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My history teacher told us yesterday,
the difference between Civil Law and Common Law, if specified in one sentence is:
The Civil Law is to make and create laws, While the Common Law is to find and discover laws.

Is it a good abstract about the difference?

  • You could do worse for a one sentence explanation. Obviously, there is only so much you can fit in one sentence to sum up a complicated reality. – ohwilleke Jan 10 '18 at 2:14
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There are a lot more differences than this, but if your teacher sums up what he/she means by that sentence.

Here, specifically, in Civil Law, the decision of the courts must comply with the laws as enacted, which means there are specific statutes required to make something illegal.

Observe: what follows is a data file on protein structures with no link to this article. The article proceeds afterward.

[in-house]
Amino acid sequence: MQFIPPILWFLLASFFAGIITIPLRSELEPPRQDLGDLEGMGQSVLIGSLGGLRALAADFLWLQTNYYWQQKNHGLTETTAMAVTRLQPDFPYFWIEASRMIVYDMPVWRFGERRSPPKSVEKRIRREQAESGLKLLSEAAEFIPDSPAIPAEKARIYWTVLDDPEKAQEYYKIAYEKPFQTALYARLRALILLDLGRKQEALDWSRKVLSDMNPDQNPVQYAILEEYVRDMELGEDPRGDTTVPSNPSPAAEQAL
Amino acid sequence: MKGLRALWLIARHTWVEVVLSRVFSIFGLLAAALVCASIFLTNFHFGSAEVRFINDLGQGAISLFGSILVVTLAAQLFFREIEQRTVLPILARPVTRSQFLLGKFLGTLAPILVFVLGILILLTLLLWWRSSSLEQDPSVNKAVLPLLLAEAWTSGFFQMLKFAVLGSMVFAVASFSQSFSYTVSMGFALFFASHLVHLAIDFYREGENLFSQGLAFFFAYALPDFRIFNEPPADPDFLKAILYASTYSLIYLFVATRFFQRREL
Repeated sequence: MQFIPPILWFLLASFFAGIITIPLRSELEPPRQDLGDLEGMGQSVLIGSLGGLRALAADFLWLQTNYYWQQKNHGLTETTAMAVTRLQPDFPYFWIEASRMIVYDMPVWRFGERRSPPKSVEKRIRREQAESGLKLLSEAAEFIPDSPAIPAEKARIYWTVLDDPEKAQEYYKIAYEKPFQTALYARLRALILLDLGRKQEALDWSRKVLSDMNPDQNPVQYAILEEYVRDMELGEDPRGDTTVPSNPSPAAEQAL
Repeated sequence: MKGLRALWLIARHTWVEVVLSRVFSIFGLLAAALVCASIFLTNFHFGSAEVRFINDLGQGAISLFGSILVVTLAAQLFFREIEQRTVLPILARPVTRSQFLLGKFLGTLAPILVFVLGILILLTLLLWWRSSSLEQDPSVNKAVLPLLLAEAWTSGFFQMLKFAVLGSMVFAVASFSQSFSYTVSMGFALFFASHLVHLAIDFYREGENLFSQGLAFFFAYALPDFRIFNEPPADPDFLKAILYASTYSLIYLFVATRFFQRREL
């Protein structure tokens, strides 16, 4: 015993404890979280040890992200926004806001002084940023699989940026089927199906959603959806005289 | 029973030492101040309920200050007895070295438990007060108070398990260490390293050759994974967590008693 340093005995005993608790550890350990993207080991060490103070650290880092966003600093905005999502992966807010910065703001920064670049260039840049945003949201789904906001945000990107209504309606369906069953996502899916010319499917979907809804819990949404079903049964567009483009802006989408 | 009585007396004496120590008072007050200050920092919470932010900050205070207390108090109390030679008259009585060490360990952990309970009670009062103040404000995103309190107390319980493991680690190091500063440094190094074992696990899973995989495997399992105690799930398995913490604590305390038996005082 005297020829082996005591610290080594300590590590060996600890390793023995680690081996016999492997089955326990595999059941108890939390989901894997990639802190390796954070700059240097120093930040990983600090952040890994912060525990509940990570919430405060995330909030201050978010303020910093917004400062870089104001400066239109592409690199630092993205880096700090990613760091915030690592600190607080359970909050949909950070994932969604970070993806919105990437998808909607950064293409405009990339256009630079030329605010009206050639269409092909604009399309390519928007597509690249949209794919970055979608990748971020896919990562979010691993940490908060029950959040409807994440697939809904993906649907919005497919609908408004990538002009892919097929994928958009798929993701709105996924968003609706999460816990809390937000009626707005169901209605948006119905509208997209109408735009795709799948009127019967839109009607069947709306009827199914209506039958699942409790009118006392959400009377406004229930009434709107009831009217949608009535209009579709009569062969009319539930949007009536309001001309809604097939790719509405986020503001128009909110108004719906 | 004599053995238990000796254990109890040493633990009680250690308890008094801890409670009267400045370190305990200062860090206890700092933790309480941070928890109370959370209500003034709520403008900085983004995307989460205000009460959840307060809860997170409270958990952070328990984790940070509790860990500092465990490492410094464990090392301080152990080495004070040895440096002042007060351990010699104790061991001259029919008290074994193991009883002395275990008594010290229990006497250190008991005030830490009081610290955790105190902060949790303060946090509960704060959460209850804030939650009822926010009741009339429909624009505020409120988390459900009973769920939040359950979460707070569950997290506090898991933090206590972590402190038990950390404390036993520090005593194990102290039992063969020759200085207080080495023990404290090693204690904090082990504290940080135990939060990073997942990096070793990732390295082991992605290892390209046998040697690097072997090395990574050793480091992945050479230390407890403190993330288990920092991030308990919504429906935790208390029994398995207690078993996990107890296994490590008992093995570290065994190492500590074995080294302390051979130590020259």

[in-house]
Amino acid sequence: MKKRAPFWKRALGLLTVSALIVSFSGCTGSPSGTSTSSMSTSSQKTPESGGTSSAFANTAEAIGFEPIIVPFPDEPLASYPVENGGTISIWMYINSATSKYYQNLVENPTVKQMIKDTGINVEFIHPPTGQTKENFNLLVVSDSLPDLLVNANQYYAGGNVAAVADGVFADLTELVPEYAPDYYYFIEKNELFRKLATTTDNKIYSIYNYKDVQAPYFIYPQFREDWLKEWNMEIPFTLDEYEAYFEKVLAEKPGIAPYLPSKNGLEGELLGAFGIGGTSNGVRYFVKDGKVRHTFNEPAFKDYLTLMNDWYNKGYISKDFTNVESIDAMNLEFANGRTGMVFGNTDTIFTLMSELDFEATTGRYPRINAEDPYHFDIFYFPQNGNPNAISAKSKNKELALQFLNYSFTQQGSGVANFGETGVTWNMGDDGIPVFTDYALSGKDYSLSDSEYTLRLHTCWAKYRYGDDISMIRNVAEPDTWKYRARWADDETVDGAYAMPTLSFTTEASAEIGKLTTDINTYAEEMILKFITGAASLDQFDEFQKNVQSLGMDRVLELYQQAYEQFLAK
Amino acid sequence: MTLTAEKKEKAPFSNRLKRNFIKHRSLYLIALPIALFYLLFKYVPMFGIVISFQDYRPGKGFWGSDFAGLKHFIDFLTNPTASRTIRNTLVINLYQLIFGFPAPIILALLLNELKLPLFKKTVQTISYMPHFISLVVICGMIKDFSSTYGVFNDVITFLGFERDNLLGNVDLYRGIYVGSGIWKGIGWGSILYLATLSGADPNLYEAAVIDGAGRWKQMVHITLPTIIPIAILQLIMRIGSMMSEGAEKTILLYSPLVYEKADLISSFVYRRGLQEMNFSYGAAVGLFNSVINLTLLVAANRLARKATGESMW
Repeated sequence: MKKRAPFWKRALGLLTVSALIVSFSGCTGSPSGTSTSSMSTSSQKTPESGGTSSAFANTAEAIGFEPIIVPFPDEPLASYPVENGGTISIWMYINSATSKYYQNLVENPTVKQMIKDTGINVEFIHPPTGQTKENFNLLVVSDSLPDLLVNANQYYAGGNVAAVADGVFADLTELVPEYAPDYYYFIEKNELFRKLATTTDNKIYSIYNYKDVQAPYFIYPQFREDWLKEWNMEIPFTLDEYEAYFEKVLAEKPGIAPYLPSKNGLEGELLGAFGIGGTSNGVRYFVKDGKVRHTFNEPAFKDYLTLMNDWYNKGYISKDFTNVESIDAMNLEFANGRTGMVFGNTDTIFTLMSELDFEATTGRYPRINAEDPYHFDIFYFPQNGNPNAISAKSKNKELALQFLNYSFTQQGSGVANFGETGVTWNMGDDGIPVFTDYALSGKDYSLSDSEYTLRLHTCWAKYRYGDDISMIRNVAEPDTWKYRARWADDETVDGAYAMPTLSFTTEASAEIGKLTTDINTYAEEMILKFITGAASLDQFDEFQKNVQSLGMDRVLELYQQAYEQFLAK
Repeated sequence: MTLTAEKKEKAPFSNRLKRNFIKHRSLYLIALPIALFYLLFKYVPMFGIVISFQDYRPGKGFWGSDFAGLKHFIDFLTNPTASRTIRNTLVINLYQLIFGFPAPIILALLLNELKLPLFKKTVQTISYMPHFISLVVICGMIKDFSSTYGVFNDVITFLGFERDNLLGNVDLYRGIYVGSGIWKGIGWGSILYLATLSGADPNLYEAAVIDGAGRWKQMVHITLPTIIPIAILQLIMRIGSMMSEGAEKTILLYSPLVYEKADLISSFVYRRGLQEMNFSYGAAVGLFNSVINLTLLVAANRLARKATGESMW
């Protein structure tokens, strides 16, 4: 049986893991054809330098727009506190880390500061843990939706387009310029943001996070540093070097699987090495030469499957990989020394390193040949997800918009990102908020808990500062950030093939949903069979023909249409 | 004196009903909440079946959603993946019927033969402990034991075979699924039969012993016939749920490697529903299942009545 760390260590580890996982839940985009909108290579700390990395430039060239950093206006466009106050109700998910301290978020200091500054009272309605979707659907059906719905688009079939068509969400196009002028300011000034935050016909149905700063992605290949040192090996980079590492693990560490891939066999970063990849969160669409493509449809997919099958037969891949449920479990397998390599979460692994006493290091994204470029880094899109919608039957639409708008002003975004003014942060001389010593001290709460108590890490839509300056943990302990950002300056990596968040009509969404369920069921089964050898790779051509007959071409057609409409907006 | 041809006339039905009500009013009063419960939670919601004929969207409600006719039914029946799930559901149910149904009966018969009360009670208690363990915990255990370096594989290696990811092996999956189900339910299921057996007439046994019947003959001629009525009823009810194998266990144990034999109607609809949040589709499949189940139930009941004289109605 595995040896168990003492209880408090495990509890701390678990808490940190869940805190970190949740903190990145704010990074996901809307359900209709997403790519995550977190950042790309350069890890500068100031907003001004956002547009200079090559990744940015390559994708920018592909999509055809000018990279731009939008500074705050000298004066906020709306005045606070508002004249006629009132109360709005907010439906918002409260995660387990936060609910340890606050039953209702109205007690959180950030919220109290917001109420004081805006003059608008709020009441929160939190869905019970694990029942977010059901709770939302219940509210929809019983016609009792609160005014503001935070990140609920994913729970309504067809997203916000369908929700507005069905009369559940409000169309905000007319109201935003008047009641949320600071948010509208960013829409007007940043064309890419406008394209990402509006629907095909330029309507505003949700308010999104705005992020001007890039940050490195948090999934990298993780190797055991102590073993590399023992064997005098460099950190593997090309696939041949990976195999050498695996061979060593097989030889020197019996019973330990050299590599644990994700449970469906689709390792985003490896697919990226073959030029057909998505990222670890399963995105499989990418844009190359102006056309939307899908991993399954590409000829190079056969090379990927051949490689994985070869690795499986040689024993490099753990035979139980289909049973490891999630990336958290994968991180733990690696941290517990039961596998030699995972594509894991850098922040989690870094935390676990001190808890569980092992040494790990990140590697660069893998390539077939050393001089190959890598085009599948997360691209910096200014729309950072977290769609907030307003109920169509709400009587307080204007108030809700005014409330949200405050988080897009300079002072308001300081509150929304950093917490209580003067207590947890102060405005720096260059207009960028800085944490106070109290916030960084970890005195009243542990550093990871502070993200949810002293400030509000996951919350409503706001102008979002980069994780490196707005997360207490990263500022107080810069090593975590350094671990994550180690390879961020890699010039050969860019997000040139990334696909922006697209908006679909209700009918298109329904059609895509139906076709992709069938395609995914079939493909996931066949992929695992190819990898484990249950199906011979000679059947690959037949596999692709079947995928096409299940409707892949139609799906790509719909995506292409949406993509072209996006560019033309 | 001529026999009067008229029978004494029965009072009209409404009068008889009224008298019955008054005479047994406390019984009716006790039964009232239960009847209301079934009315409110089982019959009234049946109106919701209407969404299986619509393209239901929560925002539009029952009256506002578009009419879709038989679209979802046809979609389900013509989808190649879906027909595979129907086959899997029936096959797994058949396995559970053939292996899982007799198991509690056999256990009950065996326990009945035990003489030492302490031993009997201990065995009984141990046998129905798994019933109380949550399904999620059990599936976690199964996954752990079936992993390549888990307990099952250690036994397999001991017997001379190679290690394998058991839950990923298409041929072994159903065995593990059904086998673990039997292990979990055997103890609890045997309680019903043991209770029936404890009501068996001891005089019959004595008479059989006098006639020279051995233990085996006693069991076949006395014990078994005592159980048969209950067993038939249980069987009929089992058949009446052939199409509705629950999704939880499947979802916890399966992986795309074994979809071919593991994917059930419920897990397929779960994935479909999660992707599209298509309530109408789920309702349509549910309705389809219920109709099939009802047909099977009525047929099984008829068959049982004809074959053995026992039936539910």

Common Law features Stare Decisis which basically means that if Case A is decided in one way, and Case B is a similar Case to Case B, Case B must yield the same decision for all cases in that jurisdiction and lower courts below that court. This means that while statutes (laws) can be made by a legislature, the courts can "make law" by deciding cases. For example, some States in the United States and England and Wales only recently (within the past 30 years) adopted an actual law that made murder illegal? Prior to that murder was illegal under Common Law Murder that had been based on precedence from bazillion cases before that said it's illegal. Nobody bothered to write it down in an actual law.

There are several other big differences such as Inquisitorial vs. Adversarial nature of courts, how and when punishments are decided (The famous "Just following Orders" Defense was given in part because of this difference and a lack of understanding over it.), who is the trier of fact vs. who is the trier of law, but as far as what is "Law" this is a good single summation of the difference in a single sentence. But it really shouldn't be condensed to a single sentence.

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